something suitable for a handle – you can either use a rustic, sturdy stick (clean, strong and a comfortable fit for your hand) or I used a broom handle cut to size

damp moss

florist wire – longer length, medium gauge wire

a sturdy holder for your bouquet holder – I use a handmade wooden stand and wire the bouquet holder into place whilst I’m adding flowers

florist scissors/knife


  • Ensure all your flowers and foliage have been well conditioned and all the tools and equipment you need are within easy reach.
  • Set up your bouquet stand – this might be a bought stand with clamps (they are very expensive!), or you could use a strong vase or bottle to hold the holder secure while you design.  Remember the wet moss will be quite heavy so the holder has to be very secure.  I use a homemade holder made from a wooden log screwed into a base.  The ‘V’ of one of the branches is just right to sit the bouquet holder into – for added security, I wire the bouquet holder in place with bind wire.  I also use some cast iron weights to stop the holder tipping whilst I’m designing.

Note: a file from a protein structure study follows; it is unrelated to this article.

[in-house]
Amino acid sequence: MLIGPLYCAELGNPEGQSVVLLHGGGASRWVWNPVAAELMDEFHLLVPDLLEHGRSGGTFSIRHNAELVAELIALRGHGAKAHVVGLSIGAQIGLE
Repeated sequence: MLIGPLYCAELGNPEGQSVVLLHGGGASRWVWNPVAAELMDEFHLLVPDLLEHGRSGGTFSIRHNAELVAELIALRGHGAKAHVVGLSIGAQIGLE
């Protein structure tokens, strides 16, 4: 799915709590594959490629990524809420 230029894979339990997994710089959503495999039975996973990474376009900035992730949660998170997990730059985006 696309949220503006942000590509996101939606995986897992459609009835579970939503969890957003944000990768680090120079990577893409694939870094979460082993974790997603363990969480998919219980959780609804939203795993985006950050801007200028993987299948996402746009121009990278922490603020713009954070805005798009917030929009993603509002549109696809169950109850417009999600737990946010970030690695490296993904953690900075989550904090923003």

Homemade designing stand to hold bouquet holder firmly
  • Cut a square of chicken wire – the size depends on how big you want your bouquet holder to be.  Mine was about 20cm square
Square of chicken wire – this one about 20cm